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Oak Hill punts on benefits

BY Lucas Robinson - lrobinson@chronicle-tribune.com

MIER — Oak Hill United School Corporation board members selected to postpone further discussion on changes to corporation health benefits.

On Monday night, members of Oak Hill’s school board deliberated among themselves on possible changes to the corporation-provided health plans of school administrators.

The current plan bills the school corporation for health insurance premiums of nine administrators as long as those administrators pay $1 for the plan. With the rising costs of health insurance, the school board members recognized the impracticality of continuing such an arrangement.

School board member Dr. Lori Goss-Reaves referred to the issue as the “toughest topic” she has had to address during her years on the board.

“Insurance costs are astronomical,” she said.

Numerous policy proposals were floated Monday night.

One proposal, involving a 15 percent or $3,600 billing to administrator health plans, was suggested repeatedly by member William Lehman. Other board members were skeptical of pushing for such a drastic hike for administrators all at once.

“That’s a slap in the face to veteran administrators who have done a great job,” said board member Dana Biggs.

Superintendent Joel Martin, who had initially raised the issue of health benefits to the school board, also suggested plans of 3 percent increases or a lump sum payment of $1,000.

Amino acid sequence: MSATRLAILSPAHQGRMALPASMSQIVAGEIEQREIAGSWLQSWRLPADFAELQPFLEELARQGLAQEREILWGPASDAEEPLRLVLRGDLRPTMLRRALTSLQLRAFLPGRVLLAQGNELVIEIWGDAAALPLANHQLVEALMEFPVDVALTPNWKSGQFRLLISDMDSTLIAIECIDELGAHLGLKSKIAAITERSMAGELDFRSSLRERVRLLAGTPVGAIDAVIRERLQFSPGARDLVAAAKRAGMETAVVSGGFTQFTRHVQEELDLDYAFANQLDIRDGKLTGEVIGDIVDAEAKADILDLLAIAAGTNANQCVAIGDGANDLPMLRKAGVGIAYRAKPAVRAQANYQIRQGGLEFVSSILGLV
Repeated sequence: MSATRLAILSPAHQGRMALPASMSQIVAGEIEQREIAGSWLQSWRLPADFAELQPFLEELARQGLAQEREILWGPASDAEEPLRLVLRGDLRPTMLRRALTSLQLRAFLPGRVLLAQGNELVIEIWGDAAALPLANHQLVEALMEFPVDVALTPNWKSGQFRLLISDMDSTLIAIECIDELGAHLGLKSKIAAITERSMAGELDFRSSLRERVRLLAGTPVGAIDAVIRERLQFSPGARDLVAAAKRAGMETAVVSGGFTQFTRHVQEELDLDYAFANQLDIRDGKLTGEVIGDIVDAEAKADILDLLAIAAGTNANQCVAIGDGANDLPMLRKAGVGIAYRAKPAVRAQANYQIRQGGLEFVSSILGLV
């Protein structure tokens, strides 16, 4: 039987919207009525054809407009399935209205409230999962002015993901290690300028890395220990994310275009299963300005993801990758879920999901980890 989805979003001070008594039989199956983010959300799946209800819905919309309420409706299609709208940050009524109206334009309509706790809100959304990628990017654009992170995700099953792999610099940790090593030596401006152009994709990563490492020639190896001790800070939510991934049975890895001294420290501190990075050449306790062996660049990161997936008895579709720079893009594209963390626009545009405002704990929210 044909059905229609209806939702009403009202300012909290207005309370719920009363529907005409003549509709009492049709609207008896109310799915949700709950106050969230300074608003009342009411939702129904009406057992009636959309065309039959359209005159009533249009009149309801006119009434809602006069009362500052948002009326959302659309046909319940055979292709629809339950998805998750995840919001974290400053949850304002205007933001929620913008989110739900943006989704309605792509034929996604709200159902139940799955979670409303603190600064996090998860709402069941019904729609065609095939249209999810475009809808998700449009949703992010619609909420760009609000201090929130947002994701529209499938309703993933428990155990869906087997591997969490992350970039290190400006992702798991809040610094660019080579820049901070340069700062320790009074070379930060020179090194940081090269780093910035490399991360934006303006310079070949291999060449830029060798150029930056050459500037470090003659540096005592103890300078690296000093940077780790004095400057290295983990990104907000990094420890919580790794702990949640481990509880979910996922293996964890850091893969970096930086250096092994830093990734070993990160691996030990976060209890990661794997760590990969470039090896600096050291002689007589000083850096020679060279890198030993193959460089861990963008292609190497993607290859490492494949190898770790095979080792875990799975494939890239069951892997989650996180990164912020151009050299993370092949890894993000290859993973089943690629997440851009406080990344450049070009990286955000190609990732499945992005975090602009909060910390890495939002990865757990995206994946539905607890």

Of the decision to deliberate the issue at a later school board, Martin said “we need to think about what we want to do.”

A motion to table the issue for later debate was proposed by Lehman and supported unanimously by the school board.

Prior to debating health insurance, the board also discussed and eventually approved funds for a corporation-wide improvement of projector systems.

According to Oak Hill Technology Coordinator Brandt Lynch, 91 out 130 projector installations throughout the schools were in violation of fire codes.

To remedy the issue, Brandt lobbied the school board to accept the common school loan offered by the state of $171,616 to go towards an external bid for the project of $221,416. To cover the differences in costs, Martin suggested the corporation could potentially use up to $35,000 in rebates given to Converse and Sweetster from prior common school loans.

Prior to the school board’s approval of the project, Brandt commented that he had been hired by Martin to “make decisions that look at the future,” and that the project will “pay off through the end...as far as five, 10, 15 years.”

Oak Hill United School Corporations next school board meeting will take place on Monday, April 23, in the adminstrative building at 6:30 p.m.